This is a guest post by Chris Attaway.
Deconversion can be a difficult process, not least because the people around you are oftentimes less than understanding. This is doubly the case if you deconvert after a bad experience, because people will assume that you deconverted strictly because of that experience. I’ve certainly had people assume I converted because of bad people. The truth is, yes, certain morally repugnant Christians did move me along the path to deconversion — but not in the way you might think. Their actions gave me the social distance from my beliefs that I needed to think clearly.
Less than a year ago, I decided to stop calling myself a Christian. While I have held generally liberal beliefs for several years much as I do now, I eventually grew tired of making excuses for Christianity. I remember the thought that changed my mind: thinking over my stance on gay marriage, I realized that I would have a really hard time looking a gay friend in the eye and explaining away the homophobia in Christian tradition. “I know it says to stone the gays, but they were REALLY talking about blah blah blah…” Any single one of these interpretive maneuvers would have been fine on its own, but collectively, I found them unsettling. I had to stop making excuses.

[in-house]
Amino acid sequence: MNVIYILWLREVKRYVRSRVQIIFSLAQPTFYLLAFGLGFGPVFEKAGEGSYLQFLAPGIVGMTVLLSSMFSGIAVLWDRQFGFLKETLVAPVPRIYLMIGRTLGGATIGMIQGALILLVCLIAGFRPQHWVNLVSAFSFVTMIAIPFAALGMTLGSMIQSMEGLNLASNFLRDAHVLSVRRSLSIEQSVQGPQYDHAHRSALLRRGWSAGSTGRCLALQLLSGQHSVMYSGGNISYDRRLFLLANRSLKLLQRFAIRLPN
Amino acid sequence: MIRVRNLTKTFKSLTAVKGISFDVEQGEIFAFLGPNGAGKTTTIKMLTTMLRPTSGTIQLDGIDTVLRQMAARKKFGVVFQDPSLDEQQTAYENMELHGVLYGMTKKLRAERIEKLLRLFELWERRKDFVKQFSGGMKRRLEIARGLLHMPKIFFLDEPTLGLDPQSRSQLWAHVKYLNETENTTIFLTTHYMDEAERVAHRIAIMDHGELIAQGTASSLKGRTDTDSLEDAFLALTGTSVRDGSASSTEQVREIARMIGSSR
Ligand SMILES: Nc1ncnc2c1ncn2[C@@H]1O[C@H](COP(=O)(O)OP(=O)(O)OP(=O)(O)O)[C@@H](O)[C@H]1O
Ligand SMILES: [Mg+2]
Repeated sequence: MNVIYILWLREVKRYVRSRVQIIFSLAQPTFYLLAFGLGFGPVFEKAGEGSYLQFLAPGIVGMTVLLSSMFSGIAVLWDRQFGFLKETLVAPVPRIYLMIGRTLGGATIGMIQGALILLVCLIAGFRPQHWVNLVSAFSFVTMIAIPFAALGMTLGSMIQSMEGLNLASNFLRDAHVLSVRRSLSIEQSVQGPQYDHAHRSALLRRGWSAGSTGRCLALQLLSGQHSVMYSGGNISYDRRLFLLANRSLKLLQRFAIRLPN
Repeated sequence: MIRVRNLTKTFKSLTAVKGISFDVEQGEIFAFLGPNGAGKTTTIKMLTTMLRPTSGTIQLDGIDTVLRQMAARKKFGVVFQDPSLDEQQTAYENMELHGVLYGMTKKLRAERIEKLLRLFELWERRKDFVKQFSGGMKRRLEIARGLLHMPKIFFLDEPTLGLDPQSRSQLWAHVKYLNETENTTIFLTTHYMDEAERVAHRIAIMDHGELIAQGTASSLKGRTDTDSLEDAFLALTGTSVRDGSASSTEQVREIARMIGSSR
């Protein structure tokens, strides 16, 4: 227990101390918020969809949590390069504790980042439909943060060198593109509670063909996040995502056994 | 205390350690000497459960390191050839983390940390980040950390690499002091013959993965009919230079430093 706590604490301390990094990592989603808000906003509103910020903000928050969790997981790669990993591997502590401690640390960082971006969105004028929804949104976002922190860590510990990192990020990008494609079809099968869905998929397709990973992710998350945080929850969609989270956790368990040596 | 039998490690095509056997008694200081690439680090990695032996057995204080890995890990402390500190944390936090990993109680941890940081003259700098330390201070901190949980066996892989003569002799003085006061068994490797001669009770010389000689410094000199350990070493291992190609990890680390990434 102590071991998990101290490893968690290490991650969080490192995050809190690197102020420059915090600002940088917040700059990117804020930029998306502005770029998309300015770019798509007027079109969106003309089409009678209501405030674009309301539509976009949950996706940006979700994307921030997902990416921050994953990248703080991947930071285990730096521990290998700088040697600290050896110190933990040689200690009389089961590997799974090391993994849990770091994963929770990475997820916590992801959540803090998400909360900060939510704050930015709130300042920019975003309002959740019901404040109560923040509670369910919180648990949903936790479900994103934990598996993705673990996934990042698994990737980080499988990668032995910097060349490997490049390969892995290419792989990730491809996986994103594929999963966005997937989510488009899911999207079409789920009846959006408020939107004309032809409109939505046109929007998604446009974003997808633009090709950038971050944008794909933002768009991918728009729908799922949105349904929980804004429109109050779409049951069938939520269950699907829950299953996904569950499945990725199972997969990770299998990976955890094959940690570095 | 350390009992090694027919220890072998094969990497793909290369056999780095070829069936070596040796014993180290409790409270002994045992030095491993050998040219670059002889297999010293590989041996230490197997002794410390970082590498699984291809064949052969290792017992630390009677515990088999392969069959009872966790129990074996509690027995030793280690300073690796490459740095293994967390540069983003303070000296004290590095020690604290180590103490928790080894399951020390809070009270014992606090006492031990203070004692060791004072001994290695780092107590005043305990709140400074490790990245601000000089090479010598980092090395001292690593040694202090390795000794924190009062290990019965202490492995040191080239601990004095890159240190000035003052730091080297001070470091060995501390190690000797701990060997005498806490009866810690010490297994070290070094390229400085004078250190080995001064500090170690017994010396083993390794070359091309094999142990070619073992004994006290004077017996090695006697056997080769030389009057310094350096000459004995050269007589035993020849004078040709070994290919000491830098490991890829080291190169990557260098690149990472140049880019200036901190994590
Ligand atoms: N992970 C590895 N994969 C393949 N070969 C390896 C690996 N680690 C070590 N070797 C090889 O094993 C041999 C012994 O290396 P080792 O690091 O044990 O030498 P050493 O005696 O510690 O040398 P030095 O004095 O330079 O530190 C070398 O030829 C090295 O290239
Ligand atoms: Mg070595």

Getting to that point from growing up a good Southern Baptist boy only happened after my life took a number of significant and harmful turns. I went through two distinct periods during which I experienced prolonged religious abuse. While my deconversion did not happen immediately, it was inexorably linked to these experiences.
The first incident occurred when I was engaged to a girl from my church, a small church plant from the Acts 29 Network — the infamous church planting network from which former megachurch pastor Mark Driscoll resigned some time ago. As our engagement proceeded, she grew ever more uneasy with the fact that I believed in evolution. The abuse started when my pastor and the church leadership sent me through a round of interrogations about my beliefs. Eventually, my fiancée left me. It was certainly her decision, but the church leaders were entirely unhelpful throughout the process, continually painting me as an evil person with dangerous beliefs (the irony).